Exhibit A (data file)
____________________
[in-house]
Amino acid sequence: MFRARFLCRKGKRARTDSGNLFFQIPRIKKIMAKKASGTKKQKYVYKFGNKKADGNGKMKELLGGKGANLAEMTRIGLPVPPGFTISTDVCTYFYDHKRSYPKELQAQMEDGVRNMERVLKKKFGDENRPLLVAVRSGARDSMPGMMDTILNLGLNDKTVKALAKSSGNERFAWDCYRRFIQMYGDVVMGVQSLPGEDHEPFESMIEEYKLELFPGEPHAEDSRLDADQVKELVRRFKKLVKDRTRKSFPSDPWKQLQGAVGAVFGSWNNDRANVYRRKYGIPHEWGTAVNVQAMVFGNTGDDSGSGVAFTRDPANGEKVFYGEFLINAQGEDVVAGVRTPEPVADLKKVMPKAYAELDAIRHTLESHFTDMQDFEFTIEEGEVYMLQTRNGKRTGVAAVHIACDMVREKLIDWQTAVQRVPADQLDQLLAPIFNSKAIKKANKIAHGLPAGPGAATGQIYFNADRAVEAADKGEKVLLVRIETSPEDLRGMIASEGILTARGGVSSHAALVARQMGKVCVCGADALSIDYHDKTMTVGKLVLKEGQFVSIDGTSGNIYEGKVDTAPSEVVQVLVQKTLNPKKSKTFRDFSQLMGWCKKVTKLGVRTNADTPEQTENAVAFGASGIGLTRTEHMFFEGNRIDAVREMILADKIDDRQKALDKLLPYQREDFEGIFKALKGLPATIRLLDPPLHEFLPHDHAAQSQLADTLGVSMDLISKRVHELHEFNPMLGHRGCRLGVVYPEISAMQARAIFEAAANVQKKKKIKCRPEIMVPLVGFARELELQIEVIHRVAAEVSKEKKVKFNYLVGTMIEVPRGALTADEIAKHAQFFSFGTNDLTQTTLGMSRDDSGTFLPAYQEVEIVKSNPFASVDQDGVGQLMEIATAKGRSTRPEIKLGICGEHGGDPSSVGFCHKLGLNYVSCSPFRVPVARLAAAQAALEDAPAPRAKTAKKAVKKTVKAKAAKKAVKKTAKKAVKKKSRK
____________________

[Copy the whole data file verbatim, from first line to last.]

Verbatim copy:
[in-house]
Amino acid sequence: MFRARFLCRKGKRARTDSGNLFFQIPRIKKIMAKKASGTKKQKYVYKFGNKKADGNGKMKELLGGKGANLAEMTRIGLPVPPGFTISTDVCTYFYDHKRSYPKELQAQMEDGVRNMERVLKKKFGDENRPLLVAVRSGARDSMPGMMDTILNLGLNDKTVKALAKSSGNERFAWDCYRRFIQMYGDVVMGVQSLPGEDHEPFESMIEEYKLELFPGEPHAEDSRLDADQVKELVRRFKKLVKDRTRKSFPSDPWKQLQGAVGAVFGSWNNDRANVYRRKYGIPHEWGTAVNVQAMVFGNTGDDSGSGVAFTRDPANGEKVFYGEFLINAQGEDVVAGVRTPEPVADLKKVMPKAYAELDAIRHTLESHFTDMQDFEFTIEEGEVYMLQTRNGKRTGVAAVHIACDMVREKLIDWQTAVQRVPADQLDQLLAPIFNSKAIKKANKIAHGLPAGPGAATGQIYFNADRAVEAADKGEKVLLVRIETSPEDLRGMIASEGILTARGGVSSHAALVARQMGKVCVCGADALSIDYHDKTMTVGKLVLKEGQFVSIDGTSGNIYEGKVDTAPSEVVQVLVQKTLNPKKSKTFRDFSQLMGWCKKVTKLGVRTNADTPEQTENAVAFGASGIGLTRTEHMFFEGNRIDAVREMILADKIDDRQKALDKLLPYQREDFEGIFKALKGLPATIRLLDPPLHEFLPHDHAAQSQLADTLGVSMDLISKRVHELHEFNPMLGHRGCRLGVVYPEISAMQARAIFEAAANVQKKKKIKCRPEIMVPLVGFARELELQIEVIHRVAAEVSKEKKVKFNYLVGTMIEVPRGALTADEIAKHAQFFSFGTNDLTQTTLGMSRDDSGTFLPAYQEVEIVKSNPFASVDQDGVGQLMEIATAKGRSTRPEIKLGICGEHGGDPSSVGFCHKLGLNYVSCSPFRVPVARLAAAQAALEDAPAPRAKTAKKAVKKTVKAKAAKKAVKKTAKKAVKKKSRK